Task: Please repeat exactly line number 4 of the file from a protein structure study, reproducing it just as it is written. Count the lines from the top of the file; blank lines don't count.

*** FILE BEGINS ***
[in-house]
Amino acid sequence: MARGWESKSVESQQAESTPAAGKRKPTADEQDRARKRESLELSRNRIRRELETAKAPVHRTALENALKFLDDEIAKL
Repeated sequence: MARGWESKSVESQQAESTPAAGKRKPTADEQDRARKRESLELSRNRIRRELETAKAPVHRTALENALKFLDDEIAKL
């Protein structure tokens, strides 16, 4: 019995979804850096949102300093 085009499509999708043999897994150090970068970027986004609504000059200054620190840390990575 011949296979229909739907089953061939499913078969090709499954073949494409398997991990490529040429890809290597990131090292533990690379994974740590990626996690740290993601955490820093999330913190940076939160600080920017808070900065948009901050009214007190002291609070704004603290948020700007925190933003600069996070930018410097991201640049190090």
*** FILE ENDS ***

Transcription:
């Protein structure tokens, strides 16, 4: 019995979804850096949102300093 085009499509999708043999897994150090970068970027986004609504000059200054620190840390990575 011949296979229909739907089953061939499913078969090709499954073949494409398997991990490529040429890809290597990131090292533990690379994974740590990626996690740290993601955490820093999330913190940076939160600080920017808070900065948009901050009214007190002291609070704004603290948020700007925190933003600069996070930018410097991201640049190090």